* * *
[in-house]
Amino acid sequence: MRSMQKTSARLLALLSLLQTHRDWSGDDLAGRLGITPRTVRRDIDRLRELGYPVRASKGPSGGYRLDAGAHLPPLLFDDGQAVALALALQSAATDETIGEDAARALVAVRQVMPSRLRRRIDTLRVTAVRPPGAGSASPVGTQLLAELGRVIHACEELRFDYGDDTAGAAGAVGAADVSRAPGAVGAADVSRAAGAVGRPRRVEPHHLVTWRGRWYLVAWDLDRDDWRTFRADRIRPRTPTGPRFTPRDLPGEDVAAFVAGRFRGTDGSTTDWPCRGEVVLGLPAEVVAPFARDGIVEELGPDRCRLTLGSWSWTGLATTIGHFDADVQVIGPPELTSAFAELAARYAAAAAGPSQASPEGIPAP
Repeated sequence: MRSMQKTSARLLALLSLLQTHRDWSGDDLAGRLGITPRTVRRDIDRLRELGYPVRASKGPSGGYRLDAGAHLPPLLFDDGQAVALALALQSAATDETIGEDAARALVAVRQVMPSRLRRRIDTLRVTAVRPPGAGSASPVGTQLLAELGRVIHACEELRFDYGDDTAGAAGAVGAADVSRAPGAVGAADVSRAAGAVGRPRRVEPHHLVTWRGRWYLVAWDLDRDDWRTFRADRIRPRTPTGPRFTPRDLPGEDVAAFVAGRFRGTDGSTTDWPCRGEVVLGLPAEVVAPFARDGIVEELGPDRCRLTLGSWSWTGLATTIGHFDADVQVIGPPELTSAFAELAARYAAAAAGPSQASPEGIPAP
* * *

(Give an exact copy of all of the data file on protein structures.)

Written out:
[in-house]
Amino acid sequence: MRSMQKTSARLLALLSLLQTHRDWSGDDLAGRLGITPRTVRRDIDRLRELGYPVRASKGPSGGYRLDAGAHLPPLLFDDGQAVALALALQSAATDETIGEDAARALVAVRQVMPSRLRRRIDTLRVTAVRPPGAGSASPVGTQLLAELGRVIHACEELRFDYGDDTAGAAGAVGAADVSRAPGAVGAADVSRAAGAVGRPRRVEPHHLVTWRGRWYLVAWDLDRDDWRTFRADRIRPRTPTGPRFTPRDLPGEDVAAFVAGRFRGTDGSTTDWPCRGEVVLGLPAEVVAPFARDGIVEELGPDRCRLTLGSWSWTGLATTIGHFDADVQVIGPPELTSAFAELAARYAAAAAGPSQASPEGIPAP
Repeated sequence: MRSMQKTSARLLALLSLLQTHRDWSGDDLAGRLGITPRTVRRDIDRLRELGYPVRASKGPSGGYRLDAGAHLPPLLFDDGQAVALALALQSAATDETIGEDAARALVAVRQVMPSRLRRRIDTLRVTAVRPPGAGSASPVGTQLLAELGRVIHACEELRFDYGDDTAGAAGAVGAADVSRAPGAVGAADVSRAAGAVGRPRRVEPHHLVTWRGRWYLVAWDLDRDDWRTFRADRIRPRTPTGPRFTPRDLPGEDVAAFVAGRFRGTDGSTTDWPCRGEVVLGLPAEVVAPFARDGIVEELGPDRCRLTLGSWSWTGLATTIGHFDADVQVIGPPELTSAFAELAARYAAAAAGPSQASPEGIPAP